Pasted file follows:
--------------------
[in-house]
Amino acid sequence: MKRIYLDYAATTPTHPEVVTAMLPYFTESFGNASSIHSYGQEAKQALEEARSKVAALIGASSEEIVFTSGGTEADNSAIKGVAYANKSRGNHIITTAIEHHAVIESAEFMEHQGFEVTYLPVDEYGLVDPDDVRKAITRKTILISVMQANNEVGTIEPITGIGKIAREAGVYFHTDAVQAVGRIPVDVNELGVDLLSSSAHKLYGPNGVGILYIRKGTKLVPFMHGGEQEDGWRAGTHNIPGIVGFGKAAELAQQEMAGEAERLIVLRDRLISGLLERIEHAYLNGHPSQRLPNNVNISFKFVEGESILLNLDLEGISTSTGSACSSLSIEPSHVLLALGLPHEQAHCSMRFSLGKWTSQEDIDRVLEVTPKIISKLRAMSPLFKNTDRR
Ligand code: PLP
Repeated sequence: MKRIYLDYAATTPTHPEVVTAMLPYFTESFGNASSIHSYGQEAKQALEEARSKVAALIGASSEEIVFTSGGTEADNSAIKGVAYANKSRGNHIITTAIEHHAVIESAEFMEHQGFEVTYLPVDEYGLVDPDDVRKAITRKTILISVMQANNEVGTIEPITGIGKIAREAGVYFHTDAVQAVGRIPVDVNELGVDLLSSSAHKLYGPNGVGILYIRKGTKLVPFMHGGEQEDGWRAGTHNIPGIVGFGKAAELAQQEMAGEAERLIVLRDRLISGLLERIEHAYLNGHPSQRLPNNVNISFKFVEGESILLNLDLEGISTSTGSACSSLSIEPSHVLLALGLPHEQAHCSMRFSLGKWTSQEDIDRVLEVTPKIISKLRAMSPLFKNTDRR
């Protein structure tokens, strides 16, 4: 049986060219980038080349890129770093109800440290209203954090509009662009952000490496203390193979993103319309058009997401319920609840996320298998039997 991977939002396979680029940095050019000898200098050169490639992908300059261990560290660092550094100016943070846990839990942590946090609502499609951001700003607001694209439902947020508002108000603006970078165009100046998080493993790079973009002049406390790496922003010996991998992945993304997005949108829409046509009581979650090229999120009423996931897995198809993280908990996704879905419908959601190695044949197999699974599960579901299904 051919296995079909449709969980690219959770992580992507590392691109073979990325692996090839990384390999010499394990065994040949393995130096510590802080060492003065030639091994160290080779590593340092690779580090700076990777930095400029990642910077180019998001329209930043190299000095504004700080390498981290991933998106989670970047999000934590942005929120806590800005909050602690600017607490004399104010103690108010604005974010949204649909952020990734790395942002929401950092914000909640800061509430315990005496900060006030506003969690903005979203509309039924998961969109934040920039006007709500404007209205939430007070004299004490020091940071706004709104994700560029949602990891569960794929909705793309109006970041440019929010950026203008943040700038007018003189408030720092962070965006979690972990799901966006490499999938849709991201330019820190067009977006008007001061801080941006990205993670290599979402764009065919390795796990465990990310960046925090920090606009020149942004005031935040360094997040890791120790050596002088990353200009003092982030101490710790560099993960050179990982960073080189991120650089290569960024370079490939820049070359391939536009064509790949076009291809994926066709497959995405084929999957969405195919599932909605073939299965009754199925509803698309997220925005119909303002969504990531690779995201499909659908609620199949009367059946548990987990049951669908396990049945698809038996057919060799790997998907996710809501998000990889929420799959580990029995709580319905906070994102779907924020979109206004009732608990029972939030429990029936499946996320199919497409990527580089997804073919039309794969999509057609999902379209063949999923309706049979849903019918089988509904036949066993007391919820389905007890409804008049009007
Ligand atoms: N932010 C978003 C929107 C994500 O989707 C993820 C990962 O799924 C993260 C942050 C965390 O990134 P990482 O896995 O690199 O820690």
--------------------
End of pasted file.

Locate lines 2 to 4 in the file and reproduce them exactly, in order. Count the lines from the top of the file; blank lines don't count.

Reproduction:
Amino acid sequence: MKRIYLDYAATTPTHPEVVTAMLPYFTESFGNASSIHSYGQEAKQALEEARSKVAALIGASSEEIVFTSGGTEADNSAIKGVAYANKSRGNHIITTAIEHHAVIESAEFMEHQGFEVTYLPVDEYGLVDPDDVRKAITRKTILISVMQANNEVGTIEPITGIGKIAREAGVYFHTDAVQAVGRIPVDVNELGVDLLSSSAHKLYGPNGVGILYIRKGTKLVPFMHGGEQEDGWRAGTHNIPGIVGFGKAAELAQQEMAGEAERLIVLRDRLISGLLERIEHAYLNGHPSQRLPNNVNISFKFVEGESILLNLDLEGISTSTGSACSSLSIEPSHVLLALGLPHEQAHCSMRFSLGKWTSQEDIDRVLEVTPKIISKLRAMSPLFKNTDRR
Ligand code: PLP
Repeated sequence: MKRIYLDYAATTPTHPEVVTAMLPYFTESFGNASSIHSYGQEAKQALEEARSKVAALIGASSEEIVFTSGGTEADNSAIKGVAYANKSRGNHIITTAIEHHAVIESAEFMEHQGFEVTYLPVDEYGLVDPDDVRKAITRKTILISVMQANNEVGTIEPITGIGKIAREAGVYFHTDAVQAVGRIPVDVNELGVDLLSSSAHKLYGPNGVGILYIRKGTKLVPFMHGGEQEDGWRAGTHNIPGIVGFGKAAELAQQEMAGEAERLIVLRDRLISGLLERIEHAYLNGHPSQRLPNNVNISFKFVEGESILLNLDLEGISTSTGSACSSLSIEPSHVLLALGLPHEQAHCSMRFSLGKWTSQEDIDRVLEVTPKIISKLRAMSPLFKNTDRR